It is very easy during a downturn for relationships with both customers and suppliers to unravel. The focus must be on consolidating those relationships, avoiding indiscriminate discounting and seeking out new segments and sectors. You must also remember that what you can measure, you can manage, so constant evaluation of your key performance indicators is imperative. The following tips will assist you in this respect.
- Avoid price cuts wherever possible. Be careful about dropping prices. Consider the longer–term effects of your immediate decisions on perceptions of quality. In the future when customers will not be so sensitive about price, you may have unwittingly conditioned them to lower prices or signalled that prices are negotiable. Also, of course, price cuts may not increase demand levels one iota if all your competitors follow you.
- Be cautious about selective discounts. Repeat business should be conducted wherever possible at normal prices. Different price levels for different customers requires strong controls to prevent the sales force being pressured into giving indiscriminate discounts. If you absolutely have to, then dump excess product well away from your usual market and use selective discounts to clear the excess as a one-off move.
- Develop partnerships and ‘value managed relationships.’ A value managed relationship is a trusting relationship in which information is shared between an organisation and one or more of its suppliers. Such a relationship can ensure smarter ways of managing the value chain more effectively and can help prevent adversarial relationships eventuating in a tight economy. The intention is to reduce overall costs for both parties. Under these arrangements cost savings of 10-15 percent are quite feasible.
- Recognise that relationships between customers and suppliers untangle in downturns. Competition in a downturn becomes more fierce. Customers are often looking for better value. Proactive organisations recognise the opportunity to win business in the short term and lock in customer relationships further on into the upturn.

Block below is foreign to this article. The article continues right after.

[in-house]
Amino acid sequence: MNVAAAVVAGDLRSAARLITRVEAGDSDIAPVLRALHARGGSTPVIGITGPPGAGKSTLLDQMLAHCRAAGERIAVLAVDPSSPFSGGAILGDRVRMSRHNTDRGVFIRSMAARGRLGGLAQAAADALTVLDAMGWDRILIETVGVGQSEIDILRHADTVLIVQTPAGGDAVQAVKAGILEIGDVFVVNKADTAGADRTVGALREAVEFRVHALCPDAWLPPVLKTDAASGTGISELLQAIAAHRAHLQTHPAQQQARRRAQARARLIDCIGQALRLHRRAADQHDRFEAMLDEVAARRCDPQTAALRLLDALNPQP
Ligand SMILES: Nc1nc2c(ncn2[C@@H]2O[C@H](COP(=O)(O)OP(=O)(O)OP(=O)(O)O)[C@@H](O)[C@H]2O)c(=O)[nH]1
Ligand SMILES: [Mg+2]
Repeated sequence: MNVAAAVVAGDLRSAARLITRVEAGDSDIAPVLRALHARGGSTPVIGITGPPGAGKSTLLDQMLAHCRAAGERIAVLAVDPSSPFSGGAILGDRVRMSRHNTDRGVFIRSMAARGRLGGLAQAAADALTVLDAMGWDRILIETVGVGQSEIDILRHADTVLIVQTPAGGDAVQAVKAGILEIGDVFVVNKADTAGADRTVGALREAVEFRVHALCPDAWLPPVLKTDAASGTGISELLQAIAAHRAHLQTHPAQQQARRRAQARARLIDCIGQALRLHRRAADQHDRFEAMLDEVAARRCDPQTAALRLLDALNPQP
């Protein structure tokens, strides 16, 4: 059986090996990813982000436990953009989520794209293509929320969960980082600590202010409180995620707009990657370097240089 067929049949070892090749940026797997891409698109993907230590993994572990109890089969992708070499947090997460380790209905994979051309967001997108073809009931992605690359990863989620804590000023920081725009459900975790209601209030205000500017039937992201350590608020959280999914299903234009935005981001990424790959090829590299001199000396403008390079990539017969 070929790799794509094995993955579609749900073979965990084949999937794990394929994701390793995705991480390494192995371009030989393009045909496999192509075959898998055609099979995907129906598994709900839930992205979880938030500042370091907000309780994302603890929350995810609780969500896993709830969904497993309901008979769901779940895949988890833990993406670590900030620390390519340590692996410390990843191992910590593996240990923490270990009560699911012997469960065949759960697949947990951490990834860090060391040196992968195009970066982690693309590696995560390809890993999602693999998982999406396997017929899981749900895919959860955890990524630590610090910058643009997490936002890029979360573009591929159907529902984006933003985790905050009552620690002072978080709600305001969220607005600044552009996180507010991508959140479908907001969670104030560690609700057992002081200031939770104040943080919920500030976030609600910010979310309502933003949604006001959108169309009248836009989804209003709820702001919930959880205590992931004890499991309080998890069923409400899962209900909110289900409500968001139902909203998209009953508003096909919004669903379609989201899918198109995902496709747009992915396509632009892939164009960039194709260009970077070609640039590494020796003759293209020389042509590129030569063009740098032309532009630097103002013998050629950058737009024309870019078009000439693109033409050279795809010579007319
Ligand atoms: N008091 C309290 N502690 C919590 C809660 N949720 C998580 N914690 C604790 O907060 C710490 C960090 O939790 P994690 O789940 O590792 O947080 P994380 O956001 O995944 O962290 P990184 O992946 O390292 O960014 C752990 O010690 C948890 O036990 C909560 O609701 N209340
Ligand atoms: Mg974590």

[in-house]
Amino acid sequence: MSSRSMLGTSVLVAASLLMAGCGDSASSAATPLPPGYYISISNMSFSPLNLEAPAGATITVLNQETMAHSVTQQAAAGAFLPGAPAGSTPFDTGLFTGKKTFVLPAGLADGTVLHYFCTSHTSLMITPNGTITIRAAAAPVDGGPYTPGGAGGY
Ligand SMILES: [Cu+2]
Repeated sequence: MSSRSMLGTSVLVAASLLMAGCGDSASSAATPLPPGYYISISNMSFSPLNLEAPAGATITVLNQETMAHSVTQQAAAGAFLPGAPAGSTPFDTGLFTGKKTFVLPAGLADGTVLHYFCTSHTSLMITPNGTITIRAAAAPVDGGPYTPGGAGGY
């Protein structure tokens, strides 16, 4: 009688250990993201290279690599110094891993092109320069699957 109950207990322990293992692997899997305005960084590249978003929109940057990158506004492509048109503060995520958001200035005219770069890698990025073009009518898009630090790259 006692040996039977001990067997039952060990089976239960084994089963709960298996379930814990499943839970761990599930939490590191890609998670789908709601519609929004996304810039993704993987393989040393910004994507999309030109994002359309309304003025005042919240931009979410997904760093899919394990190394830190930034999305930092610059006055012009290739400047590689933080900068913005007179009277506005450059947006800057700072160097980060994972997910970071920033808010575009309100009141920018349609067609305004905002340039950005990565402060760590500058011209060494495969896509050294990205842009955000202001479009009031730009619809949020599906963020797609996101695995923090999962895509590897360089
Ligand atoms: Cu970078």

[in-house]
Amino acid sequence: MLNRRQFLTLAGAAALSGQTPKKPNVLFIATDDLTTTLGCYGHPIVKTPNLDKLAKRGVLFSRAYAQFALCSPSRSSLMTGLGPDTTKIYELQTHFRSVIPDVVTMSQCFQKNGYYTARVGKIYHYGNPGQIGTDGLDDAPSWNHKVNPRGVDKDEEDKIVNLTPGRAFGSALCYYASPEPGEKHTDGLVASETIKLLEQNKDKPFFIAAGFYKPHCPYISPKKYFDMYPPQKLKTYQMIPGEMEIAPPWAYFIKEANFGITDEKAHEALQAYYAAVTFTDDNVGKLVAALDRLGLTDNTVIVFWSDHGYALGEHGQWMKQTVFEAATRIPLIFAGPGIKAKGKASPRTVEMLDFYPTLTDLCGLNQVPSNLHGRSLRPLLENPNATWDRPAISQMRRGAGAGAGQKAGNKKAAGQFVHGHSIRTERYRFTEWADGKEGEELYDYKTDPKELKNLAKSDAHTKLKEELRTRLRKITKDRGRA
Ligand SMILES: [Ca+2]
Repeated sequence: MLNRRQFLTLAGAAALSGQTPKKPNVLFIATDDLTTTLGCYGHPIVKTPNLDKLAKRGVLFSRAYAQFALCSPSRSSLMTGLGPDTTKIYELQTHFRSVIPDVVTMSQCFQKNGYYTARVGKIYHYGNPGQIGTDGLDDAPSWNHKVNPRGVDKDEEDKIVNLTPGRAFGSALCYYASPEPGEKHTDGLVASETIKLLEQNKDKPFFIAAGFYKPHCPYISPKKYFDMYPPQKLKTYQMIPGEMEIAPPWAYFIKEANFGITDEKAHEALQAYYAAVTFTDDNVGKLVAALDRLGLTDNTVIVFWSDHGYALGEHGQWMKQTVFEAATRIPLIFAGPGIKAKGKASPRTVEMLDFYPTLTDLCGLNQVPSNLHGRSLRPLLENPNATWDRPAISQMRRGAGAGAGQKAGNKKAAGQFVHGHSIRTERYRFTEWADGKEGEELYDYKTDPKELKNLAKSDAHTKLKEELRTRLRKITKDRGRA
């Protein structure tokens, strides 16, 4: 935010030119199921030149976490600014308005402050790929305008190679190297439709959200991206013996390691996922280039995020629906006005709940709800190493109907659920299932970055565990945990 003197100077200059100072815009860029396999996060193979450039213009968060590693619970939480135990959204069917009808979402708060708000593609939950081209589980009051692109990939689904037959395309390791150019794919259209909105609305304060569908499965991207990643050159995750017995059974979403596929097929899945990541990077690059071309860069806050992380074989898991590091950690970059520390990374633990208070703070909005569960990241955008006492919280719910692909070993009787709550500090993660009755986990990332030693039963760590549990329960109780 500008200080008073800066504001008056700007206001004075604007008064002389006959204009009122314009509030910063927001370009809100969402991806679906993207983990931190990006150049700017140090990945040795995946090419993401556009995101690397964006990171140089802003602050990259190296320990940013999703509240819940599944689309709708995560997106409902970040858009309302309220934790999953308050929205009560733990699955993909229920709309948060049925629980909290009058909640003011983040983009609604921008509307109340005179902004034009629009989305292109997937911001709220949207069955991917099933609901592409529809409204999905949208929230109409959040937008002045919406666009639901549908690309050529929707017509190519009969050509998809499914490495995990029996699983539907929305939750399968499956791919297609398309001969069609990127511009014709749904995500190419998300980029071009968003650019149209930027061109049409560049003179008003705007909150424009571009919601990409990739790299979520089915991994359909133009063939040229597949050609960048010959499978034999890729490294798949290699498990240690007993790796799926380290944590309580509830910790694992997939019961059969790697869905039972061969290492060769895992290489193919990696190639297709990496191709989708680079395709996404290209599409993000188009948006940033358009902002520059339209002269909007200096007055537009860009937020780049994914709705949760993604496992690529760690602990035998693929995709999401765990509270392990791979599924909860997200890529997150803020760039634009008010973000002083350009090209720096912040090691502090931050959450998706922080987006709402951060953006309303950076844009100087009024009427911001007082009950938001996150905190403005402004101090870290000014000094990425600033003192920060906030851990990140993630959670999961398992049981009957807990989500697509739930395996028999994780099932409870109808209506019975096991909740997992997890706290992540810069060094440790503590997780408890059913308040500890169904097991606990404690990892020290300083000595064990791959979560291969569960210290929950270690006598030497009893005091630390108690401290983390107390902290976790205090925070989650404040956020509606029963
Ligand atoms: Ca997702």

- Cooperate with, do not confront suppliers. Too many people in a downturn exert unnecessary pressure on their suppliers in order to reduce costs. A cooperative attitude rather than a competitive attitude is more likely to produce greater benefits.
- Foster referrals and leverage customers through ‘tie-ups’ with other companies. Joint ventures and distribution of complementary products can expand a product range at little cost.
- Attack a few selected ‘big’ prospects. Find the few selected customers capable of producing volume business fast. At the same time target customers whose spending is immune to change. Look for those sectors that have not been sensitive to change in the past. Avoid sectors that clearly have a history of market share changes during similar times.
- Look to increase your presence in the public sector. Government contracts do provide a stable source of business. Despite the disadvantages of long lead times between inquiry and order, and the vagaries of political whim, such contracts are often long term and, in addition, reasonable terms, conditions and adjustments can be negotiated.
- Adopt very clear ‘marketing metrics. Expect a high return on investment for every marketing dollar spent. Place even greater accountability on your marketers and the agencies you use.
The following topic in our Business Basics Series is Confidently Lead Change in Your Organisation.